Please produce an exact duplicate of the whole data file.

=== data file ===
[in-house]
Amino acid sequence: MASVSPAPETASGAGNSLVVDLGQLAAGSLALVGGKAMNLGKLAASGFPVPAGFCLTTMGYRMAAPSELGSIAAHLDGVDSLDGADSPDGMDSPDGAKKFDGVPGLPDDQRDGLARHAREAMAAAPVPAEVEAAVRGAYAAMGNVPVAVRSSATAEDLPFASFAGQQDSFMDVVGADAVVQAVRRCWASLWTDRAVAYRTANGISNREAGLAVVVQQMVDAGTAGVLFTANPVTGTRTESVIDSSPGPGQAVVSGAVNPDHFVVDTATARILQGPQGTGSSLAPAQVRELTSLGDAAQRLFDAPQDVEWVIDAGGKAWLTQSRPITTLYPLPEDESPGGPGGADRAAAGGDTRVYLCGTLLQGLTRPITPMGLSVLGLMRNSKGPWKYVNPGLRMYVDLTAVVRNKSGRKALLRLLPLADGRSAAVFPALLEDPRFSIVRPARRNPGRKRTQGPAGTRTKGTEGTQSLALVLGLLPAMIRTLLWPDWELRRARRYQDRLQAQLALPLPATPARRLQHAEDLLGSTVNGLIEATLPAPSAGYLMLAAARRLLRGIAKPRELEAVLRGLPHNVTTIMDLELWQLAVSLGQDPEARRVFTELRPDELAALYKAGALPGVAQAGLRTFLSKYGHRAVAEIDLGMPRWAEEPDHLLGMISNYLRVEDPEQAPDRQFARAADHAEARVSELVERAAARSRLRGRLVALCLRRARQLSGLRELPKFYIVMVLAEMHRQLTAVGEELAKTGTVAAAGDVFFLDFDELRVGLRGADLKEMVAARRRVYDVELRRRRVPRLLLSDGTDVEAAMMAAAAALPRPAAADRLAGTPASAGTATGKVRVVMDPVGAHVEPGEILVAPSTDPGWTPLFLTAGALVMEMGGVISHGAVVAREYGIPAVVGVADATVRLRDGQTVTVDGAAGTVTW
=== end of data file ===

[in-house]
Amino acid sequence: MASVSPAPETASGAGNSLVVDLGQLAAGSLALVGGKAMNLGKLAASGFPVPAGFCLTTMGYRMAAPSELGSIAAHLDGVDSLDGADSPDGMDSPDGAKKFDGVPGLPDDQRDGLARHAREAMAAAPVPAEVEAAVRGAYAAMGNVPVAVRSSATAEDLPFASFAGQQDSFMDVVGADAVVQAVRRCWASLWTDRAVAYRTANGISNREAGLAVVVQQMVDAGTAGVLFTANPVTGTRTESVIDSSPGPGQAVVSGAVNPDHFVVDTATARILQGPQGTGSSLAPAQVRELTSLGDAAQRLFDAPQDVEWVIDAGGKAWLTQSRPITTLYPLPEDESPGGPGGADRAAAGGDTRVYLCGTLLQGLTRPITPMGLSVLGLMRNSKGPWKYVNPGLRMYVDLTAVVRNKSGRKALLRLLPLADGRSAAVFPALLEDPRFSIVRPARRNPGRKRTQGPAGTRTKGTEGTQSLALVLGLLPAMIRTLLWPDWELRRARRYQDRLQAQLALPLPATPARRLQHAEDLLGSTVNGLIEATLPAPSAGYLMLAAARRLLRGIAKPRELEAVLRGLPHNVTTIMDLELWQLAVSLGQDPEARRVFTELRPDELAALYKAGALPGVAQAGLRTFLSKYGHRAVAEIDLGMPRWAEEPDHLLGMISNYLRVEDPEQAPDRQFARAADHAEARVSELVERAAARSRLRGRLVALCLRRARQLSGLRELPKFYIVMVLAEMHRQLTAVGEELAKTGTVAAAGDVFFLDFDELRVGLRGADLKEMVAARRRVYDVELRRRRVPRLLLSDGTDVEAAMMAAAAALPRPAAADRLAGTPASAGTATGKVRVVMDPVGAHVEPGEILVAPSTDPGWTPLFLTAGALVMEMGGVISHGAVVAREYGIPAVVGVADATVRLRDGQTVTVDGAAGTVTW